When someone looks at the value of keywords at a very high level, the terms driving traffic to Product A will appear to be vital, but Product C’s terms may go unnoticed or become under appreciated. It’s kind of a battle vs war type issue.

The nice thing is that it’s often possible to figure out patterns of success. The types of terms that drive traffic to Product A will probably also work for Product B through infinity if applied in a similar pattern of ads, landing pages, offers, etc.

So, while it’s true that you’ll have less data to work with on really really long tail products due to low search volumes, it’s still possible to make some fair assumptions that more often than not will prove correct.

* I think better term for this would be “Micro-Short-Heads” rather than “Micro-Short-Tails”

Are Long-Tail Keywords a Waste Of Time for Pay Per Click

Brian Carter of Fuel Interactive raises an interesting point about the effectiveness of keywords in the long tail of pay per click advertising. It has long (in Internet time) been thought that advertising on a huge portfolio of search terms will generate better returns because you’ll get a trickle of traffic from thousands and thousands of terms at low cost per click AND the traffic will convert at a higher rate for a double gain in returns.

However, Carter explains that this isn’t necessarily the case:

The Problem with Long Tail Keywords

But the dirty little secret of PPC is that 95% of your conversions come from 5% of your keywords.

Really.

The others keywords either

* Don’t perform (100 clicks and no conversions), or
* The clicks roll in so slowly that you won’t have the statistical confidence to delete them until the year 2112 (yay, Rush!).

As I said, interesting points.

While 95% of conversions may come from a small sub-set of a keyword portfolio, that doesn’t necessarily mean that the rest of the portfolio is underperforming. The rest of the terms may not deliver as many conversions, but that’s not really a measure of performance. Return on investment would be a better measure.

But more importantly, I think the biggest concept that could be misunderstood here is what I’ll call “micro-short-tails.” By that, I mean terms that get relatively few searches, but are still clearly short-tail terms when looked at on a page by page basis. For example a retail site could have thousands of products in inventory – some of which are relatively obscure. On a page by page basis, it’s pretty clear that product-names and product-IDs would be considered short-tail terms while on a site-wide basis they would look more like long-tail terms.

In many cases, patterns of “micro-short-tail” terms can be generated and properly targeted to truly relevant pages.

Is this long tail or short tail? In my opinion, it’s all relative.

I think Brian and I would agree that measuring what’s working and building upon successes is the key to running great pay per click campaigns regardless of how different strategies are defined.

Search Marketers Favor MSFT/YHOO Deal 7:1

After my recent post explaining why a MSFT/YHOO merger would be good for the combined company because it would establish an obvious #2 for pay per click advertising dollars, I was pleased to learn that I was not alone in this line of thinking.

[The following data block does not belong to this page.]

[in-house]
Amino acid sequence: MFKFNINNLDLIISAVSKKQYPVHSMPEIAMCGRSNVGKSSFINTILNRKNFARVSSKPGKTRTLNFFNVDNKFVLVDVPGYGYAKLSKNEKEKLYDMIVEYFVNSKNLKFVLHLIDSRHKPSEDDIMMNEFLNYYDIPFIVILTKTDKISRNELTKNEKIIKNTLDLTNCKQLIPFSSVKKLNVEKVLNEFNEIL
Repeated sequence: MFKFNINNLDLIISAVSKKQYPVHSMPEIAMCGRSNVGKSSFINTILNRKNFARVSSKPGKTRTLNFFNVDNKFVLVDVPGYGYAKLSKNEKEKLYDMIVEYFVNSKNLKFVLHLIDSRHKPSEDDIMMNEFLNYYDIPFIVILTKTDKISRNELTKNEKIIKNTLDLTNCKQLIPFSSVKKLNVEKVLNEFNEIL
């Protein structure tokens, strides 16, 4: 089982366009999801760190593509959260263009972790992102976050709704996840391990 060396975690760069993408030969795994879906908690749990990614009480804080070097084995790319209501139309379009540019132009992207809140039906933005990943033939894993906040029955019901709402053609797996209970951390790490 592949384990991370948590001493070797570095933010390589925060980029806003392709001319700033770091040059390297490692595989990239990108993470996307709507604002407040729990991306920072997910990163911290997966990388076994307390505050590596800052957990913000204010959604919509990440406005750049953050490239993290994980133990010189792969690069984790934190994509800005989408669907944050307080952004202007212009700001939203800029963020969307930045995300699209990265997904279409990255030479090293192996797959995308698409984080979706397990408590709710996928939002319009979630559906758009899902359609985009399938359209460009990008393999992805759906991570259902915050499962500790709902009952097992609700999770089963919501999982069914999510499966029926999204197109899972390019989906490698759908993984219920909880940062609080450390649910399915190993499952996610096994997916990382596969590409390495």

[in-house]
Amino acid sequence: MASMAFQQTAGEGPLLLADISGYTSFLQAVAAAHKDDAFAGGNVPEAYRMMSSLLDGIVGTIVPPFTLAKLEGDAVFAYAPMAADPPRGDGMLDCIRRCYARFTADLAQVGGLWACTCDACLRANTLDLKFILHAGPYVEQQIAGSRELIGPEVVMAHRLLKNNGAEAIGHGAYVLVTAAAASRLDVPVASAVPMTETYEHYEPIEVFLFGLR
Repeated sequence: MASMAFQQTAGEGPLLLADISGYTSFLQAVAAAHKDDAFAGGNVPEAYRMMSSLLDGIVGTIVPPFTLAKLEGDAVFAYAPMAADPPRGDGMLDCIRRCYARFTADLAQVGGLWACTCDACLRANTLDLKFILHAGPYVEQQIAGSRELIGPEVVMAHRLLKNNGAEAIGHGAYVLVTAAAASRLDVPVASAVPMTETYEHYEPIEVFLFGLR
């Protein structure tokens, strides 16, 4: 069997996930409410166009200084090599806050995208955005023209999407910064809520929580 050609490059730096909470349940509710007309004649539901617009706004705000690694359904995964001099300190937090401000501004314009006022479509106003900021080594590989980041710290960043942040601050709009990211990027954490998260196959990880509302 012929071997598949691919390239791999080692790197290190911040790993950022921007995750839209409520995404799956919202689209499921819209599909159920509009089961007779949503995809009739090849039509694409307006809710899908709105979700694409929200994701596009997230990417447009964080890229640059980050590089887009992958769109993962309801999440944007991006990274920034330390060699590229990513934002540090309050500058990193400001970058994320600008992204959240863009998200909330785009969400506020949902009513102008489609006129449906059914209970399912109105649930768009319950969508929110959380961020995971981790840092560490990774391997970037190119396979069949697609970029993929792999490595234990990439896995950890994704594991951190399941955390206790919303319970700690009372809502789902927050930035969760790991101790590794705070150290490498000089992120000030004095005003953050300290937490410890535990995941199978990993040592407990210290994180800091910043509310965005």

Andrew Goodman reported from Search Engine Strategies London that search advertisers, in an informal poll, thought this would be a good move from their perspective by a 7:1 margin.

Could a merger be good for advertisers? As Goodman put it, “Users are king, but advertisers pay for all this stuff.” Advertisers will spend more money if it becomes easier to do so.

Why MSFT / YHOO Makes Sense for PPC Revenue

I’m working from the assumption that pay per click advertising is the most profitable form of advertising served by Google, Yahoo, and Microsoft today. It may not be the largest share of advertising on Yahoo or MSFT’s site’s today – display ads may still be larger – but the biggest money is in PPC search ads.

Assuming that’s the case, here’s the situation I see: Google has quickly become the dominant market leader in pay per click search, dwarfing Yahoo (formerly Overture, formerly Goto.com) and Microsoft’s slices of advertiser’s pay per click ad share.

At this point, pretty much every new advertiser entering the PPC ad space will start with Google. If you’re going to take the time to learn how to do this type of advertising, you may as well start with the site that will generate the most traffic for your time. Notice that I said “traffic for your time” and not traffic for your money. It’s quite possible that you could drive traffic at a lower cost per click on Google’s rivals, but there is also much less traffic to drive.

After starting out on Google, getting up to speed on pay per click advertising, and gaining confidence in this type of advertising, many advertisers will think, “I’d like to get some more of this PPC action.” So they look to either Yahoo or Microsoft next. After choosing one of those two, they spend time duplicating their previous efforts while learning a second pay per click advertising interface. Once their ads start running, they find that their 2nd choice provides only a fraction of the traffic of Google.

At this point, they start thinking about whether it’s worth going through the trouble with a 3rd PPC provider. Is it? Well, probably yes, but I get the impression that few do.

If Microsoft and Yahoo merged, there would suddenly be an obvious 2nd choice to Google for pay per click advertising.

Or, without merging, they could just make their PPC programs cross-compatible so a campaign set up and managed on Yahoo could also display ads on MSFT properties and vice versa.

Amazon.com Launched "paper click adds"

Amazon paper click adds invitation

I just received an invitation to check out Amazon.com’s new “paper click ads” which sounds really revolutionary.

Paper click ads sounds like you somehow click on paper, causing something to be added to the paper. This must be in beta.

Or, it’s quite possible that the person writing the service’s invitation email has no idea what their developers have built.

Could this be a “Pay Per Click Ads” service? I think that’s a bit more likely.

In reality, it looks like a PPC based advertising option where advertisers can place ads on specific product pages. For example, if you make an iPod accessory, you could place an ad for that accessory on an iPod product page that links to your story (leaving Amazon.com) on a cost per click basis.

I think Amazon has realized that it’s sometimes easier to make money by driving people away from their site to other relevant content rather than converting sales and shipping products. This will vary by category and product, but they’re probably onto something with this concept – once they get their marketing people understand the difference between “Pay Per Click Ads” and “paper click adds.”